In this first edited collection in English on Abdellah Taïa, Denis M. Provencher and Siham Bouamer frame the distinctiveness of the Moroccan author’s migration by considering current scholarship in French and Francophone studies, post-colonial studies, affect theory, queer theory, and language and sexuality. In contrast to critics that consider Taïa to immigrate and integrate successfully to France as a writer and intellectual, Provencher and Bouamer argue that the author’s writing is replete with elements of constant migration, “comings and goings,” cruel optimism, flexible accumulation of language over borders, transnational filiations, and new forms of belonging and memory making across time and space. At the same time, his constantly evolving identity emerges in many non-places, defined as liminal and border narrative spaces where unexpected and transgressive new forms of belonging emerge without completely shedding shame, mourning, or melancholy.
Denis M. Provencher is professor of French and Francophone studies and head of the department of French and Italian at the University of Arizona.
Siham Bouamer is assistant professor of French and Francophone studies at Sam Houston State University.
Introduction: Reconsidering Abdellah Taïa’s Queer Migration
Denis M. Provencher and Siham Bouamer
Part One: On Place and Non-Place
1“Sortir de tous les territoires”: To Be a Racialized and Colonized Subject within France Today. Is There for Abdellah Taïa a There Where to Go and to Exist?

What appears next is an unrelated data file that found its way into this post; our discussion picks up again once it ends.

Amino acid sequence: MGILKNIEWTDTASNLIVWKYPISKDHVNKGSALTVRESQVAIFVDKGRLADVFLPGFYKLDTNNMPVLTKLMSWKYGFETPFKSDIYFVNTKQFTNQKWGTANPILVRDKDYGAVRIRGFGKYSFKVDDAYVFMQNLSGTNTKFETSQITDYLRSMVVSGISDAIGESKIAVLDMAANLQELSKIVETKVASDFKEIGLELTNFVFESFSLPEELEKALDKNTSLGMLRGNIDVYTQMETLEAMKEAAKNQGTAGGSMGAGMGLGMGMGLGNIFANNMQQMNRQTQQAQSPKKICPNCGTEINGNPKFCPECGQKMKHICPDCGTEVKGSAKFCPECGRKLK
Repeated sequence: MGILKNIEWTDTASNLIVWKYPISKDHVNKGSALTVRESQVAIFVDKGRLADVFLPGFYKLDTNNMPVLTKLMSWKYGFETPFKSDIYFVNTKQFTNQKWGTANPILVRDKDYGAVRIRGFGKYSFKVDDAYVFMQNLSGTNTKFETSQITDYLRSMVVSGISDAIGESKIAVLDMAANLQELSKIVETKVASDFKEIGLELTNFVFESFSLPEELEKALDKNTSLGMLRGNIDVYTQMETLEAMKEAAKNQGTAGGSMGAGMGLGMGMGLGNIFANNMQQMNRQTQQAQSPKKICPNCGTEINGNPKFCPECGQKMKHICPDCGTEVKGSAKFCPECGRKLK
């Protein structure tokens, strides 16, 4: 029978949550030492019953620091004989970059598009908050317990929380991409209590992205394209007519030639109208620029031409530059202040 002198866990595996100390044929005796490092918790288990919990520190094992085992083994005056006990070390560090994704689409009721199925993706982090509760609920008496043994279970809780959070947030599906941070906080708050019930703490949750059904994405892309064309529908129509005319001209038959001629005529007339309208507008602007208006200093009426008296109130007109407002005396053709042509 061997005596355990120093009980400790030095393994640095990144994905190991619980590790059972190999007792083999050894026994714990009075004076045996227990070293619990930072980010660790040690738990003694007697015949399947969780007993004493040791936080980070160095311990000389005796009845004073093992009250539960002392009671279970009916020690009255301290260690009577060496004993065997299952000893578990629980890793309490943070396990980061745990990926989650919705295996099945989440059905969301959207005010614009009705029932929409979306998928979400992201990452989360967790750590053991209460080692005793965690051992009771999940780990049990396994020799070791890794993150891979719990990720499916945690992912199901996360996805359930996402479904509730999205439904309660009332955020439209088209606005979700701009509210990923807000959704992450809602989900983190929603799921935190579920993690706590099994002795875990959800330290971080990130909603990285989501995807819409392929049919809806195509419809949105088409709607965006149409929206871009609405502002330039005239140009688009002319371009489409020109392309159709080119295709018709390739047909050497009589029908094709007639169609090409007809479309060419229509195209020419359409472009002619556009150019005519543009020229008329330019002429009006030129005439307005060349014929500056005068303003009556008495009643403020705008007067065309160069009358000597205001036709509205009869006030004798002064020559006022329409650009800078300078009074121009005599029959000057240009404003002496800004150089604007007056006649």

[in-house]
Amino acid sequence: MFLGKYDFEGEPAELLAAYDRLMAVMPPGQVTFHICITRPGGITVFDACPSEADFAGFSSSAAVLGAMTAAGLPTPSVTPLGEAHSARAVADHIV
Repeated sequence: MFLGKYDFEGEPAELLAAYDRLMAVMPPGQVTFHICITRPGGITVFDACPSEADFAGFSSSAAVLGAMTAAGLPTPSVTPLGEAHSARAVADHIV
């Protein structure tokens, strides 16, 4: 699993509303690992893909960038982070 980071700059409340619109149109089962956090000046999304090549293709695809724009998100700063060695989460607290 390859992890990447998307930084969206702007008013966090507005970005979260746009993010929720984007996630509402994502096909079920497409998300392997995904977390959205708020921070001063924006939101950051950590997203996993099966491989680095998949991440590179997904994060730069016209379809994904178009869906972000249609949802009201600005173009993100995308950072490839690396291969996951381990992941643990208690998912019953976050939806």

2Sexual Fluidity and Movements in Abdellah Taïa’s L’armée du salut: The Birth of a Queer Moroccan Francophone IdentityOlivier Le Blond
3Marginal Masculinities: Disidentifying Sexual Performativity Across Abdellah Taïa’s Novels
Part Two: Affective Migration
4He Loves Me, He Loves Me Not: Cruel Optimism in Abdellah Taïa’s L’armée du salut
5Queerness, Shame, and the Family in Abdellah Taïa’s Epistolary Writing
Ryan K. Schroth
6Mourning and Reconciliation: Anger, Politics, and Love
Part Three: Postcolonial Temporalities
7Abdellah Taïa’s Melancholic Migration: Oscillation between Solitude and Multitude
8From the “Garçon du bled” to Tintin’s Dog: The Interplay between Race and Sex in Abdellah Taïa’s Un pays pour mourir and Celui qui est digne d’être aimé
9Adbellah Taïa’s Transflilial Myth Making and Unfaithful Realms of Memory
Denis M. Provencher
Part Four: New Directions and Conclusions
10The Voices of Reappropriation
11Des hommes fatigués
12 Tired Men
Abdellah Taïa translated by Denis M. Provencher
Conclusion: New Directions for Abdellah Taïa and the Field